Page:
You’re the best conversationalist I know. I loved watching you connect with my friends the night of the rehearsal dinner, but I wasn’t surprised. Your wit, genuine interest in other people, and intelligence make you (hands down) my favorite person to talk to.


You recommended The Undoing Project at the very moment I was beginning to explore behavioral economics.


You were one of the first people I told about emailing Daniel Kahneman, and him emailing back. I fanboyed out so hard, and you not only got it but also celebrated with me.


You told Patricia and me about Red Mouse. Those stories were worlds unto themselves. Reading your write up to my daughters was one of my happiest moments of this past year.


When you visited us last summer, you connected with Alana about things triathlon related. You went to her swim team practice. You blew her away at Lake of the Woods. You kindled her growing love of the sport.


You continue to email me even when I don’t email back.


This morning — Father’s Day — you sent three questions that personify you and me as your son. The second asked:

“If you felt maximally, deeply, almost unconsciously cared for and secure in your core how would your life be changed? In what ways would your interactions with other people, things and incidents be different? (Yes, another spiel you are being spared.) Or surprise me and say you are living in that state already such that worries and fears and … are at their minimum and hopes and dreams are embraced playfully each day.”


Years ago, I wrote up what I “really want” for my daughters, which echoes so perfectly how you wrote above: “I want my daughters to be absolutely secure, to know in their bones that they’re loved and that they can trust and rest in both their parents.”


The first question asked:

“On the whole, are you glad you came into existence or not? (Of course, I have in my head a long background spiel about why I would ask that but, once again, I spare you.) There were a lot of possibilities when the sperm were out hunting for an egg. The possibility that became the particular you, is that a good one at this point in your life? (Both a fun question and a serious question.)”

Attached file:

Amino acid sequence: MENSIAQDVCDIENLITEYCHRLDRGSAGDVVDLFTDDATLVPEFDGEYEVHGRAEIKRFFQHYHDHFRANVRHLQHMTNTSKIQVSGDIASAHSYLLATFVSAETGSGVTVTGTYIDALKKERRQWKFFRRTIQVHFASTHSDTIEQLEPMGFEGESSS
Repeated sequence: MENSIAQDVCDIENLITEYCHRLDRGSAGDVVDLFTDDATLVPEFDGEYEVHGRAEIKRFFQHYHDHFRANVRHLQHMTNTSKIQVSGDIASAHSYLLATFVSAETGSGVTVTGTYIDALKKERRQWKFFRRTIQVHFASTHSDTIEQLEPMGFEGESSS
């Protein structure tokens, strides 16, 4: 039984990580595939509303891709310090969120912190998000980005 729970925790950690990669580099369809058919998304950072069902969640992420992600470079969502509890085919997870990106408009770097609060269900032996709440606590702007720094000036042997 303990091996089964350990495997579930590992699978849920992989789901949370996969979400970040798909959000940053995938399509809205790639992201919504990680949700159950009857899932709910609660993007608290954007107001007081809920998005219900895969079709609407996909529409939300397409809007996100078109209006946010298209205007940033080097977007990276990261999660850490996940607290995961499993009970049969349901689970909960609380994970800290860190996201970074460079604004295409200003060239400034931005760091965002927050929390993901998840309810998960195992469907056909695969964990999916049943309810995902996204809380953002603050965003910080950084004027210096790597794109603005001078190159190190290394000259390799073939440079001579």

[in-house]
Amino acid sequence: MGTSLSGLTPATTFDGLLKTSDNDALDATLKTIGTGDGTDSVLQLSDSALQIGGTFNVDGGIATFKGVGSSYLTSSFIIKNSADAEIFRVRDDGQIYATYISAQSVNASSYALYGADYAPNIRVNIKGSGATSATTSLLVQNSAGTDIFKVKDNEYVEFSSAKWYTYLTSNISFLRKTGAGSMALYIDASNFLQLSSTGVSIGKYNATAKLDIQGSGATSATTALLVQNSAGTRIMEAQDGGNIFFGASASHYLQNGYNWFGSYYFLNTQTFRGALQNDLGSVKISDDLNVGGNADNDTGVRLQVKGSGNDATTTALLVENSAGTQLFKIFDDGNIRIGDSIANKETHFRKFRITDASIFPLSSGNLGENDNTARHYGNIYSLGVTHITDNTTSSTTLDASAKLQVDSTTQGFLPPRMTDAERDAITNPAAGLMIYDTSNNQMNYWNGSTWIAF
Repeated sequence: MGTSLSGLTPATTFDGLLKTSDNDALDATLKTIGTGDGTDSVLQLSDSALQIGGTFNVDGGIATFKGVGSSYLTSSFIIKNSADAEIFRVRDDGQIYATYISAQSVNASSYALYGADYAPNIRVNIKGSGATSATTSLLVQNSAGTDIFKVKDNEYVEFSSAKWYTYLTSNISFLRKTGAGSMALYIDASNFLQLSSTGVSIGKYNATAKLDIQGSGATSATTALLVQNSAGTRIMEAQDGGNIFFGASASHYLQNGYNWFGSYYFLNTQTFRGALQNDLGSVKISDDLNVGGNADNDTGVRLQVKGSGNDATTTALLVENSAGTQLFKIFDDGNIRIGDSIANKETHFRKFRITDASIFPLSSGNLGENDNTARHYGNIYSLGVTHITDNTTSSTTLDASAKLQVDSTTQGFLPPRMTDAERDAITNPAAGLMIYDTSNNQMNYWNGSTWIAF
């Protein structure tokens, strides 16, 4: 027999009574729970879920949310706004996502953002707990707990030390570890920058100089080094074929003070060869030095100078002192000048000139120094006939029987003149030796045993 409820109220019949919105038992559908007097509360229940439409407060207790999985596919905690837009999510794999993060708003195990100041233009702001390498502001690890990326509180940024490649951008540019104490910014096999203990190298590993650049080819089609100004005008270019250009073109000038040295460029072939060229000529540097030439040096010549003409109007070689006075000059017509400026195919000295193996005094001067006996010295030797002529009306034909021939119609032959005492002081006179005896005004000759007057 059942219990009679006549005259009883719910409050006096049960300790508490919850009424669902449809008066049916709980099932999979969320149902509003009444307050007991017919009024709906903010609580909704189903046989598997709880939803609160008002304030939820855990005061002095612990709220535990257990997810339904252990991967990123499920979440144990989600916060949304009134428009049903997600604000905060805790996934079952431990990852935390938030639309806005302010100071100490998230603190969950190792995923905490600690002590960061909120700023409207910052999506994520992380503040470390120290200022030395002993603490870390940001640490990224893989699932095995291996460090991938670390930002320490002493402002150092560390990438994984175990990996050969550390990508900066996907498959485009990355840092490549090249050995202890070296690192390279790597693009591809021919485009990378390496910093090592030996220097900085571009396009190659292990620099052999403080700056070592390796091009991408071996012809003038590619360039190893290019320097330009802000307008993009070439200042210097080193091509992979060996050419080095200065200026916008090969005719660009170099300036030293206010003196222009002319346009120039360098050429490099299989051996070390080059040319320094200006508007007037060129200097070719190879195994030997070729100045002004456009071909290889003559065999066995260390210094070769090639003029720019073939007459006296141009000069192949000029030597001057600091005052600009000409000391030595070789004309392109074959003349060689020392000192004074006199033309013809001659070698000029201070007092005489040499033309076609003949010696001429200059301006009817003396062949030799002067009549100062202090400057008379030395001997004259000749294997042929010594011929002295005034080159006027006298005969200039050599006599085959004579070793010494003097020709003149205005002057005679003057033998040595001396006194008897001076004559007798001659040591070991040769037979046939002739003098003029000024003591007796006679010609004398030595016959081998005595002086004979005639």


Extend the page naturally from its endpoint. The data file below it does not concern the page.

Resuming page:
Yes, yes I am.


You’re the number one person I trust with health questions and all things “supplement” related.


Case in point, when I went through Natural Stacks upsell and downsell checkout process … I sent the company’s own, my friend Ben, this email:

“I’m having it sent to my dad. He’s a lifelong athlete — gold medalist triathlete — and he’s basically the smarted guy I know when it comes to health and wellness. He also recently started using CBD because he has cancer.

“Along with forwarding him the confirmation email, I sent him a link to the site with the request he let me know (1) what he thinks of your credibility 😉 and (2) what he thinks of the product once it arrives.”


After I sent you the order confirmation, you immediately texted me:

“Melinda is going to try the Krill Oil and the Omega CBD. do you want me to send you the Serotonin Brain Food and the Dream CBD?